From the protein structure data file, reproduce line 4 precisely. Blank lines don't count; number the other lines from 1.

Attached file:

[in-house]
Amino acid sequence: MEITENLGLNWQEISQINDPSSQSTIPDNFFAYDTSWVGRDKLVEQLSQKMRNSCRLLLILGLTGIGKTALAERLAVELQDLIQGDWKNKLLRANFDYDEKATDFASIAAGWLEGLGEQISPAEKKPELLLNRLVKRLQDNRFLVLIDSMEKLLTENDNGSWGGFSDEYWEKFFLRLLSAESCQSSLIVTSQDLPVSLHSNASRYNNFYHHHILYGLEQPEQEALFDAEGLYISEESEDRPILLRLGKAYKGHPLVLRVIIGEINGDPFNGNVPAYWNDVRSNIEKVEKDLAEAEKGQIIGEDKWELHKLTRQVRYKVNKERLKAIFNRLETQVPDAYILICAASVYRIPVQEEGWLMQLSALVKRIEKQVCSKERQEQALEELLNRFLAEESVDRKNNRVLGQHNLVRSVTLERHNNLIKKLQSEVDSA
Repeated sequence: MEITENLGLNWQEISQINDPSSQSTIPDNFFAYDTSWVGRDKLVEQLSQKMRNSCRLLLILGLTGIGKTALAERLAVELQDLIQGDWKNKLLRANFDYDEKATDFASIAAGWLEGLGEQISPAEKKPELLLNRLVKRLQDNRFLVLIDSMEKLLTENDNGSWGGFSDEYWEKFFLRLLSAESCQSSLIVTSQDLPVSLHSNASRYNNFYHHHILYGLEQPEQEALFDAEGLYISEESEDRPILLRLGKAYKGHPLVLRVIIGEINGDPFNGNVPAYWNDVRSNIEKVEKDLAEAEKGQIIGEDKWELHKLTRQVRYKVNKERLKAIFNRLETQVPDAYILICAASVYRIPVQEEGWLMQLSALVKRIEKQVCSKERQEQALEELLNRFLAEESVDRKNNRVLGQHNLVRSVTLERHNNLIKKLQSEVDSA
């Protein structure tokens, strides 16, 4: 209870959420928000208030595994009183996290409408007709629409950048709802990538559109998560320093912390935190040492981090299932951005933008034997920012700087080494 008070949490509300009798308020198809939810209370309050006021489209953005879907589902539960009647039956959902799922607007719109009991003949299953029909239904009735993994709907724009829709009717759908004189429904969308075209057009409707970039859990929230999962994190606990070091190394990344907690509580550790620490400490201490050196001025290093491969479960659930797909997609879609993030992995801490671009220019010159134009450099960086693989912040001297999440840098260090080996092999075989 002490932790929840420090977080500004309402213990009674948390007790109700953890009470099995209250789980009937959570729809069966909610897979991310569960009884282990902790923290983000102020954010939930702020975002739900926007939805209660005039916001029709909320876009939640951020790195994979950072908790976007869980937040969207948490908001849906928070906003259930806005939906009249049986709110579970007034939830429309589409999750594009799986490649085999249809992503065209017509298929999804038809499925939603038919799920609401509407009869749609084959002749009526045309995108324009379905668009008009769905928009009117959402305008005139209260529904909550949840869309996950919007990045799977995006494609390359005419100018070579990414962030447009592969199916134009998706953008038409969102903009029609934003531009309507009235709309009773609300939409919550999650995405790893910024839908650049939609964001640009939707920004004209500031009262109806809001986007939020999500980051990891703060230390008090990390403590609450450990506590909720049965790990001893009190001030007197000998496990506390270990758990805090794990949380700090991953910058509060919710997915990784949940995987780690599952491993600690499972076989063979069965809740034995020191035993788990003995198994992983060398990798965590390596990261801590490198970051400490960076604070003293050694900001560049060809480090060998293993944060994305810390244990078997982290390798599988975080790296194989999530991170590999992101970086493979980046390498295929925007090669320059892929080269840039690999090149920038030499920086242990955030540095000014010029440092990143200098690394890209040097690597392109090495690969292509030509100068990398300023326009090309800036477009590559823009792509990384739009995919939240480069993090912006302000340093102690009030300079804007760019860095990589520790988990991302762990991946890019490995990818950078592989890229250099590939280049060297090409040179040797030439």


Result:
């Protein structure tokens, strides 16, 4: 209870959420928000208030595994009183996290409408007709629409950048709802990538559109998560320093912390935190040492981090299932951005933008034997920012700087080494 008070949490509300009798308020198809939810209370309050006021489209953005879907589902539960009647039956959902799922607007719109009991003949299953029909239904009735993994709907724009829709009717759908004189429904969308075209057009409707970039859990929230999962994190606990070091190394990344907690509580550790620490400490201490050196001025290093491969479960659930797909997609879609993030992995801490671009220019010159134009450099960086693989912040001297999440840098260090080996092999075989 002490932790929840420090977080500004309402213990009674948390007790109700953890009470099995209250789980009937959570729809069966909610897979991310569960009884282990902790923290983000102020954010939930702020975002739900926007939805209660005039916001029709909320876009939640951020790195994979950072908790976007869980937040969207948490908001849906928070906003259930806005939906009249049986709110579970007034939830429309589409999750594009799986490649085999249809992503065209017509298929999804038809499925939603038919799920609401509407009869749609084959002749009526045309995108324009379905668009008009769905928009009117959402305008005139209260529904909550949840869309996950919007990045799977995006494609390359005419100018070579990414962030447009592969199916134009998706953008038409969102903009029609934003531009309507009235709309009773609300939409919550999650995405790893910024839908650049939609964001640009939707920004004209500031009262109806809001986007939020999500980051990891703060230390008090990390403590609450450990506590909720049965790990001893009190001030007197000998496990506390270990758990805090794990949380700090991953910058509060919710997915990784949940995987780690599952491993600690499972076989063979069965809740034995020191035993788990003995198994992983060398990798965590390596990261801590490198970051400490960076604070003293050694900001560049060809480090060998293993944060994305810390244990078997982290390798599988975080790296194989999530991170590999992101970086493979980046390498295929925007090669320059892929080269840039690999090149920038030499920086242990955030540095000014010029440092990143200098690394890209040097690597392109090495690969292509030509100068990398300023326009090309800036477009590559823009792509990384739009995919939240480069993090912006302000340093102690009030300079804007760019860095990589520790988990991302762990991946890019490995990818950078592989890229250099590939280049060297090409040179040797030439």